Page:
Confirming what we already knew, the 2013 Kawasaki Ninja 300 broke cover today, and is Team Green’s newest small-displacement sport bike in its motorcycle lineup. 296cc’s of twin-cylinder fury, Kawasaki the Ninja 300 boasts 40hp, twin-butterfly valves, fuel injection, a slipper clutch, a 140mm rear tire, and has optional ABS. A part of a larger movement within Kawasaki, the Ninja 300 exemplifies the “no replacement for displacement” school of thought, and will sell along-side the recently updated (and virtually visually identical) Kawasaki Ninja 250R in more than a few markets.

While we know that the 2013 Kawasaki Ninja 300 is set to debut for our European readers, the big question mark will be whether the small sport bike will come to the North American markets. A spreadsheet from the EPA seems to suggest that will be the case, though it points to a carbureted Kawasaki Ninja 205R and fuel-injected Kawasaki Ninja 400R coming to the US as well, making for one impacted learner-bike market. Meanwhile, reports from Canada confirm that their 250R will also be of the carbureted variety.

The news confirms out suspicion that the Ninja 250R will remain the under-powered, and standard-styled, carbureted learner-bike it has always been in North America, while the Ninja 300 becomes the peppy small-displacement sport bike that we haven’t realized that we will lust over later this fall. Presumably then, the Kawasaki Ninja 300 will go head-to-head with the CBR250R and upcoming KTM Moto3-inspired street bike, among other models.


  • JoeD

    Any one remember box stock racing? How about club level racing? The old RD series. There used to be a much wider selection of class sizes for street bikes which slowly faded. These smaller bikes have a lot to like. Lower insurance, great to learn on and a sporty daily commuter. More is better.

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  • condition_ONE

    Watch the US get stuck with the 250R, and the 400 be a smaller displacement version of the current Ninja 650 (which I can’t stand). Anyone want to bet?

  • james

    @condition_ONE – What’s wrong with the Ninja 650r? My girlfriend wants to buy that to replace her Ninja 250r. I think it’s a good motorcycle for its intend purpose and audience.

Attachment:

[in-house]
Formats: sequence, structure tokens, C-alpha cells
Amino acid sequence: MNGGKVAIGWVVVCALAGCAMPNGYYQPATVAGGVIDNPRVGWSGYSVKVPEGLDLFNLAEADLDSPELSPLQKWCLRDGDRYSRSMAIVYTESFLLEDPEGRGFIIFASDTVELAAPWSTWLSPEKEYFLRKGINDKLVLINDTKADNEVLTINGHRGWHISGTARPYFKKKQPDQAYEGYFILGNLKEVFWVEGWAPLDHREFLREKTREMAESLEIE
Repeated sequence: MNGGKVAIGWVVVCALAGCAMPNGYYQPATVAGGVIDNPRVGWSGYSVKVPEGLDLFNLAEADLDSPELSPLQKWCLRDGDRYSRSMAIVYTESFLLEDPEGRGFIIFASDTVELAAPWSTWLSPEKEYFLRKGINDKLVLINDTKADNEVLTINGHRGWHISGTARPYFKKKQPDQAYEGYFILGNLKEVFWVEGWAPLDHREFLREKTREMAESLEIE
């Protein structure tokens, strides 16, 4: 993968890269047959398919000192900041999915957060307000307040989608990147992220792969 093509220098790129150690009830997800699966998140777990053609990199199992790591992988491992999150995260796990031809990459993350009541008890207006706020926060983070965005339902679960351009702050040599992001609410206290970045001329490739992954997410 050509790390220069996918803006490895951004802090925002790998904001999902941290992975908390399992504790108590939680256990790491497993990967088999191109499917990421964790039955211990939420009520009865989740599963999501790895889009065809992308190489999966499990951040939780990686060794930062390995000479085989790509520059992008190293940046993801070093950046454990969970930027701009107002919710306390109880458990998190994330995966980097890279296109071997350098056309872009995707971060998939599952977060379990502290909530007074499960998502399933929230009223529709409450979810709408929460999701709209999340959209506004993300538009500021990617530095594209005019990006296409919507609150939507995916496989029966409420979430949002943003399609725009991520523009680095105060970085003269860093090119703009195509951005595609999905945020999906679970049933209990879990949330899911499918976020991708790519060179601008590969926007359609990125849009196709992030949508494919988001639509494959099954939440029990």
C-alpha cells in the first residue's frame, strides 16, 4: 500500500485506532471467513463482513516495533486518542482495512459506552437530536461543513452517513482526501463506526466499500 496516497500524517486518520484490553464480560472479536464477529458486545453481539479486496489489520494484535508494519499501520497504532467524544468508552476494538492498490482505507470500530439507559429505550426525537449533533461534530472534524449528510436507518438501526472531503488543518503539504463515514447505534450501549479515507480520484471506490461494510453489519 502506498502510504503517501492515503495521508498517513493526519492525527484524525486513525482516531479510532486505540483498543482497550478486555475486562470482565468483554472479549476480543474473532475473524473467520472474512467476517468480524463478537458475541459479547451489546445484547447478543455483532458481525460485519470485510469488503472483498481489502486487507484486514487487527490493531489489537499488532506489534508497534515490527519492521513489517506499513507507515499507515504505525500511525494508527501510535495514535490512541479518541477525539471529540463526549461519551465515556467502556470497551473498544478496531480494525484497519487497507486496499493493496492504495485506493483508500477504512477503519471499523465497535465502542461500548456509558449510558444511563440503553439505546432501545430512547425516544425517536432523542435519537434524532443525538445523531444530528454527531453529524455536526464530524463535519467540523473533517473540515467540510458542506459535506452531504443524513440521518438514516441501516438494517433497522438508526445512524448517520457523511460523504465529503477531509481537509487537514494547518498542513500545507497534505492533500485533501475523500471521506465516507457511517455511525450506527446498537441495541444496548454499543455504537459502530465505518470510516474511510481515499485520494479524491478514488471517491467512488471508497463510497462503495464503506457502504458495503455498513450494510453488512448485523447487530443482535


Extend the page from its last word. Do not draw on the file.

• Jason

    @james: I’m going to say why I wouldn’t want that. The bike would be bigger, bulkier, and HEAVIER than it ever needed to be when they could just hot rod the 250! I think a sportier 300-400 version would be awesome, and a MUCH better direction for Kawi. I would sell my little old nissan truck and buy that bike tomorrow if it became available.

  • JoeD

    @james and jason- I like the concept of the 650R. Real world street manners is what my Norton & Guzzi bikes have due in part to the twin pot low rpm torque. The SV series had good streetability as well. Very confidence inspiring for the novice rider. High strung 600’s can be intimidating and I hear that from a lot of my riding school students. I suspect a sizable cc jump would also taste better to some as well. Round here, the sportster is called a girls’ bike by the HD crowd.

  • MikeD

    At this point in time i think im going to wait until September 13th and see what’s what……and even then still have my doubts.

    I think 300cc is a good choice. What else do the other’s have to offer that looks this good and apparently “will perform” good.
    Personally im against that lard tank also known in Canada as the Ninja 400.

  • condition_ONE

    @ james- I don’t particularly like it because it’s too expensive for what it is, it’s too heavy, it’s frame flexes too much and the brakes are underwhelming.

    Please note that I currently ride a 2009 GSXR 1000, but the bike I rode before that (and was perfectly happy with) was a 2009 Ninja 250R. Please also note that these were not my first or second bikes. Each one is a great bike in its own right, but the Ninja 650 is just underwhelming in all respects. If they injected the motor, put it in an aluminum frame and rid the bike of all bodywork, plus some bigger brakes and some better/larger rubber (120/70 and 180/55), I think it would be great.

  • @MikeD: Canadian Kawasaki Motors has this bike listed on their site in the 2013 lineup and it replaces the Porker 400. The little 300 comes in at 39 ponies and is a whopping 31 kg lighter than the 400, so it actually has a better power-to-weight ratio than the bigger bike. Assuming the running gear is up to snuff, the new 300 could end up being a better ride than the 400. Sweet.

  • MikeD


    September 13th can’t get here fast enough. Not holding my breath, gotta learn to lower my xpectations these days. LMAO.

  • @Mike: I gotta say that the 300’s instrument cluster really works for me. I love the bike in white, but (of course) that isn’t an option in Canada. Bummer.

  • MikeD


    I just wish they had stayed with the smaller rear tire. Now it looks like it had Bottox done and still swollen.
    That and the “Ace Hardare Special” swing arm…wich screams built to a budget.
    But is ok, this is not a SS or SBK. (^-^)

  • @Mike:

    I don’t have a problem with the swingarm. Even the FZ6R has such a beast and you can certainly drag the pegs with that one. I’m more curious about the shocks and forks on the 300. While the 400 might have been portly, it at least had the 650’s running gear, which made it a decent handler. It would be a shame for the 300 to be peppier than the 400, but poorer in the handling department.


    “Meanwhile, reports from Canada confirm that their 250R will also be of the carbureted variety.”

    Actually, the CMGOnline site merely confirmed that they weren’t getting a fuel-injected 250. What we know now is that Canada doesn’t get a 250 at all and is getting the 300 instead.

  • I think it is funny how they have to put “CLOCK” right above the time so you know what it is. LOL